Editor rating : 8
Editor rating : 8
Editor rating : 8
Editor rating : 8
Editor rating : 7.5
The X500 debuted in 2009 and over the years it went through the typical cycle of refreshes to keep up with the latest trends. The version we’ll be reviewing today is their 2011 refreshed model with newer components. Presented as a gaming notebook, the Qosmio will take on the likes of the Asus G74SX, but can it do enough damage to warrant a recommend over the veteran? Let’s find out.
Reviewed on video: Toshiba Qosmio X500
Design and Build
Unlike the understated look of the Asus, Toshiba have gone with a bold and snazzy look for the X500. The design hasn’t really changed much over the years. It sports a Red and Black combo, and bright Red LED lighting gives it a very attractive look – just what any gaming notebook needs. The chassis is made up mostly of plastic, which doesn’t seem to be very strong. There’s quite a bit of flex in the lid which should not have been. Also, most sections of the notebook have a glossy finish, so fingerprints and dirt are a nightmare. The hinge seems sturdy enough allowing the screen to tilt back 160 degrees. At 4.75 kgs, you can’t even think of lugging this around as it's too heavy and big. This is the first gaming notebook we’ve come across that sports a 18.4-inch Full HD screen, which is simply gorgeous. The finish is glossy, so the colours look vibrant and rich, but it also causes reflections on a black background.
The quality of plastic feels flimsy and weak
There’s no shortage of connectivity. We have four USB 2.0 ports in total (one ESATA combo) with sleep and charge function. Sadly, Toshiba hasn’t included a USB 3.0 port. Other ports include HDMI, FireWire, Blu-ray writer, Express card slot, headphone and microphone jack and a VGA port. There is a physical Wi-Fi toggle switch in the front, alongwith the memory card reader. One thing we noticed was that the fit and finish of the chassis wasn’t very good. There were plenty of gaps around the optical drive and the ports didn’t fit well in the cut-outs of the frame. Overall, the build and finish wasn’t up to the mark, certainly not something you’d expect from a high-end gaming notebook.
The X500 comes with a full-sized backlit keyboard along with the numpad.
Blacklighting is even across the keys
The speakers are from Harman Kardon and are placed top facing. The size of the driver is quite large for a notebook speaker and can be clearly seen through the grill. A bunch of touch sensitive media keys are placed on the left, which is really annoying since you accidently hit them every time you start to type. Finally, the fingerprint reader is placed between the two buttons of the trackpad. Toshiba have used a similar ventilation design as Asus, and have placed both the exhaust vents at the back. This ensures the area you normally use doesn’t get hot while gaming.
The X500 is powered by the latest Intel Core i7-2630QM, which runs at a stock speed of 2.0GHz, which can Turbo up to 2.9GHz. We also have 4GB of RAM, a 750GB hard drive and Nvidia GTX 460M graphics card. The X500 is pretty well-equipped for a gaming notebook other than the fact that the graphics card is slightly old.
The screen is very bright and vivid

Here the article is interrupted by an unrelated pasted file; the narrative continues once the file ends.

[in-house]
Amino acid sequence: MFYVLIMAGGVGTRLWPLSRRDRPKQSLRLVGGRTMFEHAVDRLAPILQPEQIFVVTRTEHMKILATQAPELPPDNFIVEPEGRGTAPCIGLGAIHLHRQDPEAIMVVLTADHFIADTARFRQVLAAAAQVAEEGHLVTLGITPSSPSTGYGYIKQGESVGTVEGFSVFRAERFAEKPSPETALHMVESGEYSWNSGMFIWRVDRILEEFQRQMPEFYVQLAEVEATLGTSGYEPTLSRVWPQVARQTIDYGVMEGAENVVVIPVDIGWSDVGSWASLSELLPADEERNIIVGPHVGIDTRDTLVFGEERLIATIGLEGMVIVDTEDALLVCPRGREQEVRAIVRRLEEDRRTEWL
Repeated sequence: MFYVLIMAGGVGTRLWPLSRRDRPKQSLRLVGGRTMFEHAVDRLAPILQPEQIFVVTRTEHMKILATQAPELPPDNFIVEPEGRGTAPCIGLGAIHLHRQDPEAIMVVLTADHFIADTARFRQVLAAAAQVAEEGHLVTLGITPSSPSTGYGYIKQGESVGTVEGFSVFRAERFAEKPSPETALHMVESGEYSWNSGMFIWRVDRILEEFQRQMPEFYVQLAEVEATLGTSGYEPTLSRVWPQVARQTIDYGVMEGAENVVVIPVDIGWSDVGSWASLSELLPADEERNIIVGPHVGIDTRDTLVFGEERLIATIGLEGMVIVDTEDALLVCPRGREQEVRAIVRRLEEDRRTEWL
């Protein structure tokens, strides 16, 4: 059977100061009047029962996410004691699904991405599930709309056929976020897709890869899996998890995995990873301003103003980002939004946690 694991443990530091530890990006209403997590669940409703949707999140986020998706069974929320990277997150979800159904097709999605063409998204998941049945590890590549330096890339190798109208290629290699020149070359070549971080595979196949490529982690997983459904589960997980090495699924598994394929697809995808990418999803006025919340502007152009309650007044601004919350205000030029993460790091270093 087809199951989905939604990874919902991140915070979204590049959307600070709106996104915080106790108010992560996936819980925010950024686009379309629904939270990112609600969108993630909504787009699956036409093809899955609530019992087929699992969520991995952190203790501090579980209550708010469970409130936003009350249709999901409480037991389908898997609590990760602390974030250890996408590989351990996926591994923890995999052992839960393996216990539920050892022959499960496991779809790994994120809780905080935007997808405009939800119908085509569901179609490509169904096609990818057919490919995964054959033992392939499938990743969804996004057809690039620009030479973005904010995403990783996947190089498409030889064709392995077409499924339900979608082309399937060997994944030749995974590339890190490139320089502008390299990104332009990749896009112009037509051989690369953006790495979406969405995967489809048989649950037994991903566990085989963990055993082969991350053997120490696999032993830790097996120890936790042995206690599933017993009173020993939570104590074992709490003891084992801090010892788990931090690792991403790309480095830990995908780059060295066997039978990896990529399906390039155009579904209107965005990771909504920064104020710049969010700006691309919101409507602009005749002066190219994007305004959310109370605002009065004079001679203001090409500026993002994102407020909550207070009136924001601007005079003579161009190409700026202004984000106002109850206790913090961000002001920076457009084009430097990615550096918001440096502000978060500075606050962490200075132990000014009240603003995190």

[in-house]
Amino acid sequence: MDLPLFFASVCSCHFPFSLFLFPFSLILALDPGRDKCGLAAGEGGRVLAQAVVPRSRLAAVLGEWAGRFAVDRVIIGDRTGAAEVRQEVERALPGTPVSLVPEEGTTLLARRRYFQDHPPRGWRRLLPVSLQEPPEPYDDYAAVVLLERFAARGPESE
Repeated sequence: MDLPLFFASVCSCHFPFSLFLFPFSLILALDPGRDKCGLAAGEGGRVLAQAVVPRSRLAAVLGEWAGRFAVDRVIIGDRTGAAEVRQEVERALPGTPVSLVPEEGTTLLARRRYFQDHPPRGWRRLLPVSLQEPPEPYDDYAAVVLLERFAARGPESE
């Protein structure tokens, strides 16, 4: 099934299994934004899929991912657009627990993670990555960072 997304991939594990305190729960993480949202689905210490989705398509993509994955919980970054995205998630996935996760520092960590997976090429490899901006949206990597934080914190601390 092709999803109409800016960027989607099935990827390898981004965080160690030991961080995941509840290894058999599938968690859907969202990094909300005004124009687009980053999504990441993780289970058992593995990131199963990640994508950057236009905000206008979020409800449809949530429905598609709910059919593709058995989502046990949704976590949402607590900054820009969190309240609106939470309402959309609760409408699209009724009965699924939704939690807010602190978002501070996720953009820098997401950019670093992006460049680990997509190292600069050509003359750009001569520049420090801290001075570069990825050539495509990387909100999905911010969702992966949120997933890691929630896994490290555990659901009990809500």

Toshiba also bundles a host of their own software programs like Media Controller, which lets you stream content to another device. Bulletin Board groups a bunch of apps, mini-games together in one application. The hard drive also has vibration sensor, so if you move the notebook too fast the disk head is moved to a place where it cannot damage the disk.
While the CPU performance is solid in most of the benchmarks, the graphics card shows its age in the gaming tests. Compared to the GTX 560M, it trails behind in 3DMark, as well as the real world games.
Performance is good except for gaming, where it falls a bit short
The X500 runs relatively cool and quiet even when stressed. The backlighting of the keyboard is even, but the keys themselves could have been designed better. They have the same glossy finish and are placed too close to each other, which is not very convenient. Also, the shortcut keys on the left could have been placed elsewhere as they always get in the way while typing. They make an annoyingly loud beep every time you press them and there’s no way to disable that.
The shortcut keys are nice, but could have been placed better
The Harman Kardon speakers are one of the best speakers fitted to a notebook. In fact, it’s even better than the Beats Audio we saw on the HP Envy 17, a couple of weeks back. The soundstage is wide and they are able to reproduce clear highs and mids. The low end is not very pronounced, but then again we don’t really expect it to be. The large screen is great for watching movies and gaming. The brightness levels are more than adequate and the colors are rich and vibrant.
The X500 is fitted with a 12-cell Li-ion battery which fits snugly into the chassis thanks to the large frame of the notebook. Despite this large capacity, the notebook lasted only 1hr and 20min on Battery Eater Pro with full brightness and the power mode set to ‘Balanced’. This is clearly not designed to be portable – so long as you’re near a power source, you shouldn’t have a problem.
The Qosmio X500 is priced at Rs.1,00,990, which is about 25K less than the Asus G74SX. But, where it lacks in a superior graphics card and 3DVision capabilities, it makes up for that with the larger screen, better speakers and a lower price. There are some minor niggles like the average build quality, annoying shortcut buttons that get in the way and the outdated graphics card, which makes this price tag seem rather high. Perhaps at around 80K, we could see the X500 as 'the' multi-media notebook to beat'.
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